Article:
Yes, it just depends on how you define which way is "positive". If you define the "backwards" direction to be the positive direction, acceleration will be positive when going "backwards". Note that if we define the axes like this, going "forwards" will give the car a negative acceleration.
It actually means this. Increase in the rate or speed
Actually, it depends on how you define the coordinate axes, but usually when moving forward, negative acceleration decreasesspeed, positive acceleration increasesit.
the sum of all the accelaration vectors
That means that the acceleration of an object is caused by the force of gravity acting on the object.
If you define the "up" direction as "positive", then the acceleration is negative, because it is downward. If you define "down" as positive, then acceleration is negative. You can use any convention; just be sure to be consistent within a particular calculation, to avoid errors.
Acceleration is rate of change of velocity (dv/dt). Since velocity is rate of change of position, acceleration works out to dx/dt^2.
Angular impulse is defined as the rate-of-change of the angular acceleration.
If you define the positive direction as pointing down, then the falling object has positive acceleration.Its magnitude is 9.8 m/s2.
Define a moving coordinate system with respect to a stationary object.
Acceleration in physics means that an object that is moving continues moving faster and faster. Typically cars accelerate from the starting point to a midpoint when traveling.
Motion that is always constant. ( Either acceleration or deceleration) this is called uniform mothion
"Acceleration" doesn't mean "speeding up". It means the rate at which velocity is changing. And "velocity" doesn't mean "speed". It means speed and direction.
If the object is falling close to earth the acceleration would be 9.81m/s^2. Be sure to define direction as positive or negative in the problem! (When I do problems I like to define the down direction as positive so I don't have to deal with too many negatives)
Force is equal to mass times acceleration (for constant mass). An object will accelerate in the direction of any net force applied to it. The greater the force, the greater the acceleration. The greater the mass, the slower the acceleration.
change in speed is acceleration. change in speed is the slope of the speed versus time graph, or the derivative of such.
The slope of a straight line tells the rate at which your variables are changing. In this case, it tells you how your velocity is changing over time, which in physics is how we define acceleration. If you graph the velocity of an object vs time when it is falling through the air, it gives to the acceleration due to gravity because that is the acceleration all objects fall at.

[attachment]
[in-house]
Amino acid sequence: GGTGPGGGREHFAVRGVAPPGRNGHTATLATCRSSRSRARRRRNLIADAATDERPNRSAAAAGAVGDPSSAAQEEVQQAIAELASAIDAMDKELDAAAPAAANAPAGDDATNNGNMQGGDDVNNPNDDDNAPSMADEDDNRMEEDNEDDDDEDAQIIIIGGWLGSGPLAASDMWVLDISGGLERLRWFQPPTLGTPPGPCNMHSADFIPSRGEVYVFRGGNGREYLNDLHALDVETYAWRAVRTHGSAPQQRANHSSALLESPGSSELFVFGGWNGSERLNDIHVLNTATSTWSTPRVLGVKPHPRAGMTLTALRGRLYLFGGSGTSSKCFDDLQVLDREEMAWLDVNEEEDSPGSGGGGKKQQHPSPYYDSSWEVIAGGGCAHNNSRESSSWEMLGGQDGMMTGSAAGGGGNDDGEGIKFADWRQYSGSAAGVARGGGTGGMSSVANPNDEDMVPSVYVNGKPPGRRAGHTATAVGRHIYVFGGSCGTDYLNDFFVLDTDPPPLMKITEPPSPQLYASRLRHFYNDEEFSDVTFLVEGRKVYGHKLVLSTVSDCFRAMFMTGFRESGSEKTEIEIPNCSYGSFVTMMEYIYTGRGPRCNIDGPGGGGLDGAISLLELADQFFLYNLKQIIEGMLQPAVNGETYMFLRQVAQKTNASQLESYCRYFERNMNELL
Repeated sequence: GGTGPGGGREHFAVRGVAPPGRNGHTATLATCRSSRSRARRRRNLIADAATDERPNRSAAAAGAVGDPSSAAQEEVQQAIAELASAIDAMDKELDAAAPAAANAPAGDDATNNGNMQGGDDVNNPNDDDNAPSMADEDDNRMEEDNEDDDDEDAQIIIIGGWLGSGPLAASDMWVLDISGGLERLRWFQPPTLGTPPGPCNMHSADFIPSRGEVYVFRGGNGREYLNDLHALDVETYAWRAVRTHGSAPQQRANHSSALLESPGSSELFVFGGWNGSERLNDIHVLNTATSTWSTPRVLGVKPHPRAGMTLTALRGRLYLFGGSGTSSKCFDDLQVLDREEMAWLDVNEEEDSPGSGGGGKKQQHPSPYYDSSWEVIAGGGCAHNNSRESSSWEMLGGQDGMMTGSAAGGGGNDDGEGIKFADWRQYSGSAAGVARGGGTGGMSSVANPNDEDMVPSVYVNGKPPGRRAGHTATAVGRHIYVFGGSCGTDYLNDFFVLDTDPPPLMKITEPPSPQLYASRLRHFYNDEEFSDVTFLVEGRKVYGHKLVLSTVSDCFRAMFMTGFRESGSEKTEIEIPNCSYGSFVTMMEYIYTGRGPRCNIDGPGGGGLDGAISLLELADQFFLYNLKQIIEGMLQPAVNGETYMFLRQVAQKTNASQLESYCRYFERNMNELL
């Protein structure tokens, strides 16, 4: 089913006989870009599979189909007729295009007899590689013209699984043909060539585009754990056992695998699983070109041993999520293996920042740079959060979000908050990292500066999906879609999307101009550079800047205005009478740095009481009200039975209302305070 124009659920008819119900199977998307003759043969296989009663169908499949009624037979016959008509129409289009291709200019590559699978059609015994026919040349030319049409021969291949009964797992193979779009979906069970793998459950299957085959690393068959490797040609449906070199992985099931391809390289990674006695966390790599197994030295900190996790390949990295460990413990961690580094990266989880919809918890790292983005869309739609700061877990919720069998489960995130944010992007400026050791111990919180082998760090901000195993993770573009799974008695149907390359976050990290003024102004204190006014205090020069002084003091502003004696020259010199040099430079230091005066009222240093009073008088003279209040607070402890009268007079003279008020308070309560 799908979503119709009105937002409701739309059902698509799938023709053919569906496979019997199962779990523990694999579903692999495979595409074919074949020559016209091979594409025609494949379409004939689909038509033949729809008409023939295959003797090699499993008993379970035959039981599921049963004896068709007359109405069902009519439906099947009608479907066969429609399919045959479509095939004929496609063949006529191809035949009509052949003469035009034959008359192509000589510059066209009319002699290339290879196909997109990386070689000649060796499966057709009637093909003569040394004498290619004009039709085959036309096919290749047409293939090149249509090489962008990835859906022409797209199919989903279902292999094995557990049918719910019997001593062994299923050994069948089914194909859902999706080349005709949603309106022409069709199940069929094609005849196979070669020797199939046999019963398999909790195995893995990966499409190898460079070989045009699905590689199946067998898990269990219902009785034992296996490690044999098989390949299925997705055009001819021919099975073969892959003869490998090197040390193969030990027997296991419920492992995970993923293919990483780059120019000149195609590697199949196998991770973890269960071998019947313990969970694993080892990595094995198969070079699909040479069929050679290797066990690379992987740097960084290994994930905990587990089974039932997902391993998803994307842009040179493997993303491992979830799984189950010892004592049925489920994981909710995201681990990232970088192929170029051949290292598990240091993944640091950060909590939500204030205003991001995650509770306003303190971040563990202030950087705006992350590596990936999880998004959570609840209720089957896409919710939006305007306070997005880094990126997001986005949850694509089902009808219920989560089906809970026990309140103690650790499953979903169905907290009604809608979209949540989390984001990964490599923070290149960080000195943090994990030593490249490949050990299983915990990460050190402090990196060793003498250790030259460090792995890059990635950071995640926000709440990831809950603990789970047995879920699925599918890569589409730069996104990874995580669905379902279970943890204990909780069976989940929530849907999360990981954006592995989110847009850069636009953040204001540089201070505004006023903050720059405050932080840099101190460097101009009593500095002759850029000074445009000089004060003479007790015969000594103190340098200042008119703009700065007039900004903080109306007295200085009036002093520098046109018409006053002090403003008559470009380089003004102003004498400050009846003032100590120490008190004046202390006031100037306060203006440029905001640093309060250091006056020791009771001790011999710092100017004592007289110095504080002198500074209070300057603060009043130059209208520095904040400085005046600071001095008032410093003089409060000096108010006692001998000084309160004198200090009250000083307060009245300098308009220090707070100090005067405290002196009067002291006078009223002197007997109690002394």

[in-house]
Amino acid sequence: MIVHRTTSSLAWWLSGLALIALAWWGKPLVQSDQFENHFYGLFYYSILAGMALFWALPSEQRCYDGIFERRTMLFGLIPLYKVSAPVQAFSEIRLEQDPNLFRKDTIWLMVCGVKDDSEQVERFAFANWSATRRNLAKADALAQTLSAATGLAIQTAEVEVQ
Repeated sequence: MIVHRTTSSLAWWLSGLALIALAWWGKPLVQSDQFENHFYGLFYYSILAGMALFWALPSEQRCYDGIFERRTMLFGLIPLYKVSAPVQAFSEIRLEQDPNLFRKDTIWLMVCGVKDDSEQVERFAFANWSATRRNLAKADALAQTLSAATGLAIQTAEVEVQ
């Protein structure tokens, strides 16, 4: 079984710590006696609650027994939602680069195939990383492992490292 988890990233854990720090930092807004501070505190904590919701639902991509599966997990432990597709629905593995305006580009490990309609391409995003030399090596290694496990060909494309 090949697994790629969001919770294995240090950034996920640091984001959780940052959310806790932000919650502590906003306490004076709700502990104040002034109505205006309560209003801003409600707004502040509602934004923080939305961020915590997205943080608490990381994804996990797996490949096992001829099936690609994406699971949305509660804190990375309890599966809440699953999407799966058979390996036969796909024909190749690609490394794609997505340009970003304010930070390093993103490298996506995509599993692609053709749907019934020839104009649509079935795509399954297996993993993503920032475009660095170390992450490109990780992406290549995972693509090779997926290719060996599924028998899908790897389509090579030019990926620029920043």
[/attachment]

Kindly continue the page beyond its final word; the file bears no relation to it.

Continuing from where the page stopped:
If you are talking about problems involving Newton's second law of motion, F = ma, you would need to define two of the three variables of force, mass, and acceleration in order to find the third variable. If you have force and mass, you can find acceleration. If you have force and acceleration, you can find mass. If you have mass and acceleration you can find force.
Force (N) = mass (kg) x acceleration (m/s2) F=ma
Yes, according to Newton's Second Law, F = ma. This means that for more mass, you need more force to get the same acceleration; also that, with more force, there will be more acceleration. This can be used to define the unit of force, as it is actually done in the SI: Force (in Newton) = (mass) (acceleration) = kg. x m / sec^2.
If you define up (the direction in which height numbers increase) to be the"positive direction", then the acceleration due to gravity is negative.
Acceleration is change of velocity per time unit; the SI unit is meters per second per second, usually abbreviated as "meters per square second".
Motion that undergoes a change in velocity, either by changing speed or changing direction. Either of these changes is called "acceleration".
Then there will be no acceleration.Then there will be no acceleration.Then there will be no acceleration.Then there will be no acceleration.
There is a simple relationship between Mass and Acceleration (of that Mass) To start motion of a Mass or to continue to increase its speed or Velocity with Acceleration a Force is required. The Force = Mass * Acceleration The units required have to be compatible i.e. the units on one side of the equation have to equal the units on the other side. However I see complications as to absolute mass and gravity so will leave it to others to rewrite or define the units